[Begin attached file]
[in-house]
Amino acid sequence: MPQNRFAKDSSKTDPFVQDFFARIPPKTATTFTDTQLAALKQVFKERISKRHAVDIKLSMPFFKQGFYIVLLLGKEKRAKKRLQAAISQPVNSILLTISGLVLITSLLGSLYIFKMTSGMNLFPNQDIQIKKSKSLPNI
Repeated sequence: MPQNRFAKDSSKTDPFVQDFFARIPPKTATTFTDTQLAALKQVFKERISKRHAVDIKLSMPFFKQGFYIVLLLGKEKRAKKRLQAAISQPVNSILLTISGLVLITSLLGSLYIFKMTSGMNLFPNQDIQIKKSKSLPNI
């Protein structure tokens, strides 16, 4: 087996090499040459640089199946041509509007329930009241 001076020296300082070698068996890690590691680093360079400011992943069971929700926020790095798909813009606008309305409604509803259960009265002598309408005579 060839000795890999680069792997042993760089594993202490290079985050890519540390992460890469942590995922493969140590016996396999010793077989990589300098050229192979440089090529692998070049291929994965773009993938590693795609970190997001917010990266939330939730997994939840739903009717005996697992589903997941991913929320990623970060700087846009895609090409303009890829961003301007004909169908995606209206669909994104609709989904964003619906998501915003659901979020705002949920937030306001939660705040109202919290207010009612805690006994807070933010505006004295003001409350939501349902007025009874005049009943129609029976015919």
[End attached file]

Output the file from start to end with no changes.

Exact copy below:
[in-house]
Amino acid sequence: MPQNRFAKDSSKTDPFVQDFFARIPPKTATTFTDTQLAALKQVFKERISKRHAVDIKLSMPFFKQGFYIVLLLGKEKRAKKRLQAAISQPVNSILLTISGLVLITSLLGSLYIFKMTSGMNLFPNQDIQIKKSKSLPNI
Repeated sequence: MPQNRFAKDSSKTDPFVQDFFARIPPKTATTFTDTQLAALKQVFKERISKRHAVDIKLSMPFFKQGFYIVLLLGKEKRAKKRLQAAISQPVNSILLTISGLVLITSLLGSLYIFKMTSGMNLFPNQDIQIKKSKSLPNI
């Protein structure tokens, strides 16, 4: 087996090499040459640089199946041509509007329930009241 001076020296300082070698068996890690590691680093360079400011992943069971929700926020790095798909813009606008309305409604509803259960009265002598309408005579 060839000795890999680069792997042993760089594993202490290079985050890519540390992460890469942590995922493969140590016996396999010793077989990589300098050229192979440089090529692998070049291929994965773009993938590693795609970190997001917010990266939330939730997994939840739903009717005996697992589903997941991913929320990623970060700087846009895609090409303009890829961003301007004909169908995606209206669909994104609709989904964003619906998501915003659901979020705002949920937030306001939660705040109202919290207010009612805690006994807070933010505006004295003001409350939501349902007025009874005049009943129609029976015919």